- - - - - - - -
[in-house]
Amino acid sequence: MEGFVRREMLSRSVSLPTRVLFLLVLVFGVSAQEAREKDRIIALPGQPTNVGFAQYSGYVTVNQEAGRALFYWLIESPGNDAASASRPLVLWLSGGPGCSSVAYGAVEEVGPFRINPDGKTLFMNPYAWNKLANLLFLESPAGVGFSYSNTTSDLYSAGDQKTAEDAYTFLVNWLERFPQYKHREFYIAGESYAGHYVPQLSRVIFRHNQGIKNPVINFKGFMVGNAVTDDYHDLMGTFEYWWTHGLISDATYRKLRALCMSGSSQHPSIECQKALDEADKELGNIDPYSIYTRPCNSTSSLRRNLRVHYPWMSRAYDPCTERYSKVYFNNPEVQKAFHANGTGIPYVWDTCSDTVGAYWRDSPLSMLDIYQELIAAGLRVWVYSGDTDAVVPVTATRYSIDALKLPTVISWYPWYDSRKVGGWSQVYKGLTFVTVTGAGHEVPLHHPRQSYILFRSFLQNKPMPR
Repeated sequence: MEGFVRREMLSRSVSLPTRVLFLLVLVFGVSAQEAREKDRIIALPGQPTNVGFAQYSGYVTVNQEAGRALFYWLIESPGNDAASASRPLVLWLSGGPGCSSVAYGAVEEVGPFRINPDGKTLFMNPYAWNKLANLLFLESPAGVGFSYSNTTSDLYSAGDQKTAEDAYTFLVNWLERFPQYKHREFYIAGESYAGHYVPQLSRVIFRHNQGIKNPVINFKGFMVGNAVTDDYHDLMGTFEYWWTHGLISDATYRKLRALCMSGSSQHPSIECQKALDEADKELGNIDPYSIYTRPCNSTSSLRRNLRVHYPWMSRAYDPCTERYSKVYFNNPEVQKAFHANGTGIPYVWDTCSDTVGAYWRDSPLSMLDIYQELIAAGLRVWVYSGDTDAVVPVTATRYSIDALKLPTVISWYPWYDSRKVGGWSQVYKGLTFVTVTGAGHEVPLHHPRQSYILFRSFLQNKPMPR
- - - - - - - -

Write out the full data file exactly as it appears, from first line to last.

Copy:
[in-house]
Amino acid sequence: MEGFVRREMLSRSVSLPTRVLFLLVLVFGVSAQEAREKDRIIALPGQPTNVGFAQYSGYVTVNQEAGRALFYWLIESPGNDAASASRPLVLWLSGGPGCSSVAYGAVEEVGPFRINPDGKTLFMNPYAWNKLANLLFLESPAGVGFSYSNTTSDLYSAGDQKTAEDAYTFLVNWLERFPQYKHREFYIAGESYAGHYVPQLSRVIFRHNQGIKNPVINFKGFMVGNAVTDDYHDLMGTFEYWWTHGLISDATYRKLRALCMSGSSQHPSIECQKALDEADKELGNIDPYSIYTRPCNSTSSLRRNLRVHYPWMSRAYDPCTERYSKVYFNNPEVQKAFHANGTGIPYVWDTCSDTVGAYWRDSPLSMLDIYQELIAAGLRVWVYSGDTDAVVPVTATRYSIDALKLPTVISWYPWYDSRKVGGWSQVYKGLTFVTVTGAGHEVPLHHPRQSYILFRSFLQNKPMPR
Repeated sequence: MEGFVRREMLSRSVSLPTRVLFLLVLVFGVSAQEAREKDRIIALPGQPTNVGFAQYSGYVTVNQEAGRALFYWLIESPGNDAASASRPLVLWLSGGPGCSSVAYGAVEEVGPFRINPDGKTLFMNPYAWNKLANLLFLESPAGVGFSYSNTTSDLYSAGDQKTAEDAYTFLVNWLERFPQYKHREFYIAGESYAGHYVPQLSRVIFRHNQGIKNPVINFKGFMVGNAVTDDYHDLMGTFEYWWTHGLISDATYRKLRALCMSGSSQHPSIECQKALDEADKELGNIDPYSIYTRPCNSTSSLRRNLRVHYPWMSRAYDPCTERYSKVYFNNPEVQKAFHANGTGIPYVWDTCSDTVGAYWRDSPLSMLDIYQELIAAGLRVWVYSGDTDAVVPVTATRYSIDALKLPTVISWYPWYDSRKVGGWSQVYKGLTFVTVTGAGHEVPLHHPRQSYILFRSFLQNKPMPR